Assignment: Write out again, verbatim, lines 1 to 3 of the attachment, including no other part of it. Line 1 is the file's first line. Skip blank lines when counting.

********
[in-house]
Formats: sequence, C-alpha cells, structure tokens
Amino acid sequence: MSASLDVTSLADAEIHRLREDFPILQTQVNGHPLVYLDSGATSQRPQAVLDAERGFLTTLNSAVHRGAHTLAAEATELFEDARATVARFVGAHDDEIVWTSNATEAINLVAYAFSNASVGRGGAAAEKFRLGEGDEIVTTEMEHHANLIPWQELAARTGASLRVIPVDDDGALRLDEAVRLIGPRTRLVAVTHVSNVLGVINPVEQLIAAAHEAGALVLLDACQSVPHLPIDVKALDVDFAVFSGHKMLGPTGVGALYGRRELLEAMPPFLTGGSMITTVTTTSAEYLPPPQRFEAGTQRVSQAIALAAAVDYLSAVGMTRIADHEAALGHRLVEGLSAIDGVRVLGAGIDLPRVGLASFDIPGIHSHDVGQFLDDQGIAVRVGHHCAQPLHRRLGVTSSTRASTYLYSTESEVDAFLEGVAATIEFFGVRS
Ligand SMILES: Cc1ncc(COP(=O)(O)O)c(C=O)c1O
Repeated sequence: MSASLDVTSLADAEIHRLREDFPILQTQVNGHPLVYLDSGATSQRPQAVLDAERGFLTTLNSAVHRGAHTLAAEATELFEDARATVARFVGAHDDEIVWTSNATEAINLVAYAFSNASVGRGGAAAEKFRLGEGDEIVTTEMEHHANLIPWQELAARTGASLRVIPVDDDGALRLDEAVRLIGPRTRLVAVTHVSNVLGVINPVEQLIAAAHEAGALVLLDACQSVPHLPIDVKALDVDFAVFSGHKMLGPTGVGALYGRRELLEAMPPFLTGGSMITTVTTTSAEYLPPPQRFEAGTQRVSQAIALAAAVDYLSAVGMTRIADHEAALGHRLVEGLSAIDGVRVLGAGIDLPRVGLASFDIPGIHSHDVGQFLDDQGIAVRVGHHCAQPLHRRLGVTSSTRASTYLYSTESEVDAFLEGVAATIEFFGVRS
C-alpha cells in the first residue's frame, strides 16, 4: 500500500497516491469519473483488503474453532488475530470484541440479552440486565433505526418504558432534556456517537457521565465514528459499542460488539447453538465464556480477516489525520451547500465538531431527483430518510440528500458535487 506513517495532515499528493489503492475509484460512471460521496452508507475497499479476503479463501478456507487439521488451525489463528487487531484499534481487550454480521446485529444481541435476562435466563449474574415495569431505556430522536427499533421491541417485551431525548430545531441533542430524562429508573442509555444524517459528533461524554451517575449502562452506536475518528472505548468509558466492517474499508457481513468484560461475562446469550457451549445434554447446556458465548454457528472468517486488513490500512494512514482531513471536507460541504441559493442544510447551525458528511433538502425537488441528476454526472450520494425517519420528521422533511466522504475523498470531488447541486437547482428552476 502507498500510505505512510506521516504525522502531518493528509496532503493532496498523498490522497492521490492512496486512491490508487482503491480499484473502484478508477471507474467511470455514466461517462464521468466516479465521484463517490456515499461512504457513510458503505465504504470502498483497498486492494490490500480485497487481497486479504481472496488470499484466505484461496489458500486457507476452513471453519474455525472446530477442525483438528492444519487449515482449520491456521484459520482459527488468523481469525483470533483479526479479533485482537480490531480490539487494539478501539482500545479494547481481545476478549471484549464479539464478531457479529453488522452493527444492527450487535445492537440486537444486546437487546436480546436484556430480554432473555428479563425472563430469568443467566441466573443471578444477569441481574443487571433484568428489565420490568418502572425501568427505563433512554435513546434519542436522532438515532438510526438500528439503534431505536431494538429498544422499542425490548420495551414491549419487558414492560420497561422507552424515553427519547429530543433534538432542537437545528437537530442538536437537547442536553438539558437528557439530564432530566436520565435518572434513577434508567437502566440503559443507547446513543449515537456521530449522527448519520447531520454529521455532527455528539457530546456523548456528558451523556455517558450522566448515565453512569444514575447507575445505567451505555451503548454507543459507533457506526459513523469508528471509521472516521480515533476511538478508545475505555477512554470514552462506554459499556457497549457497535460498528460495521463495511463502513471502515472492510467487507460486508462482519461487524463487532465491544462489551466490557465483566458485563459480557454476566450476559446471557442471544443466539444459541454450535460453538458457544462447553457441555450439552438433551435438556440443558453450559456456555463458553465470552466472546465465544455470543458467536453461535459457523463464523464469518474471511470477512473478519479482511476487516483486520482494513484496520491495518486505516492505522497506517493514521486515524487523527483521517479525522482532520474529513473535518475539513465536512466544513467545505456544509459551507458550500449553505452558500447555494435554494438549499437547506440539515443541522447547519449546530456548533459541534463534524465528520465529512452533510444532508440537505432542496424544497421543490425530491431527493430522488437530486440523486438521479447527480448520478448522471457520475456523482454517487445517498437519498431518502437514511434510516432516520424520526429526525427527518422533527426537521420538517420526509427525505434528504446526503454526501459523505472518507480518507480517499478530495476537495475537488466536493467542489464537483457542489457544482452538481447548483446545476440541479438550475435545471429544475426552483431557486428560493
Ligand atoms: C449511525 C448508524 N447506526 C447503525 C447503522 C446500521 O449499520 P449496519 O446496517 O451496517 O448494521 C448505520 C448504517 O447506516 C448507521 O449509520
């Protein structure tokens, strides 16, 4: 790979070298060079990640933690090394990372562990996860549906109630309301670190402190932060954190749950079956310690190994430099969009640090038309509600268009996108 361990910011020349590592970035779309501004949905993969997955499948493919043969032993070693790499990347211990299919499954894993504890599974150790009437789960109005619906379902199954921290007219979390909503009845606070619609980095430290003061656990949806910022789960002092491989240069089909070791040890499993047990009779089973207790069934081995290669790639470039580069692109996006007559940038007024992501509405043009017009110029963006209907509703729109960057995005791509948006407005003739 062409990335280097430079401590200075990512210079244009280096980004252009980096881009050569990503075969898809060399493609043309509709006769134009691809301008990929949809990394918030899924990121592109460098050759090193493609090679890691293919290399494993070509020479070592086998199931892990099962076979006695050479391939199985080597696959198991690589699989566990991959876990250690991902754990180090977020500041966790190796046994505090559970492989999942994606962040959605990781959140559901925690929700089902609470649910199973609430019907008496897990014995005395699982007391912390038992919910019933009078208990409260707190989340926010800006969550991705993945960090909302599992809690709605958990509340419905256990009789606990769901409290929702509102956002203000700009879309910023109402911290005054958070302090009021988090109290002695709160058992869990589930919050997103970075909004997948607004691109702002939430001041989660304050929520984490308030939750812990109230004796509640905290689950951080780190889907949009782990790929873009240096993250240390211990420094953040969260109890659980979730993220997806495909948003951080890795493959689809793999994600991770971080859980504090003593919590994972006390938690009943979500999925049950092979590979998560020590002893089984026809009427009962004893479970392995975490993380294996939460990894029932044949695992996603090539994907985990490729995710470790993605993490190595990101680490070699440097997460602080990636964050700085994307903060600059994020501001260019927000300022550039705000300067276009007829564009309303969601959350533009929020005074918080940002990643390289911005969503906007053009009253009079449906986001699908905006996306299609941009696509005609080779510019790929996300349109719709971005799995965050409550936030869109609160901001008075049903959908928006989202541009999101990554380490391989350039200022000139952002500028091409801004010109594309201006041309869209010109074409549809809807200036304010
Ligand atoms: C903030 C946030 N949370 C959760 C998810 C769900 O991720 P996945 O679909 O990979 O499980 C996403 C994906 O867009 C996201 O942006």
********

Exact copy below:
[in-house]
Formats: sequence, C-alpha cells, structure tokens
Amino acid sequence: MSASLDVTSLADAEIHRLREDFPILQTQVNGHPLVYLDSGATSQRPQAVLDAERGFLTTLNSAVHRGAHTLAAEATELFEDARATVARFVGAHDDEIVWTSNATEAINLVAYAFSNASVGRGGAAAEKFRLGEGDEIVTTEMEHHANLIPWQELAARTGASLRVIPVDDDGALRLDEAVRLIGPRTRLVAVTHVSNVLGVINPVEQLIAAAHEAGALVLLDACQSVPHLPIDVKALDVDFAVFSGHKMLGPTGVGALYGRRELLEAMPPFLTGGSMITTVTTTSAEYLPPPQRFEAGTQRVSQAIALAAAVDYLSAVGMTRIADHEAALGHRLVEGLSAIDGVRVLGAGIDLPRVGLASFDIPGIHSHDVGQFLDDQGIAVRVGHHCAQPLHRRLGVTSSTRASTYLYSTESEVDAFLEGVAATIEFFGVRS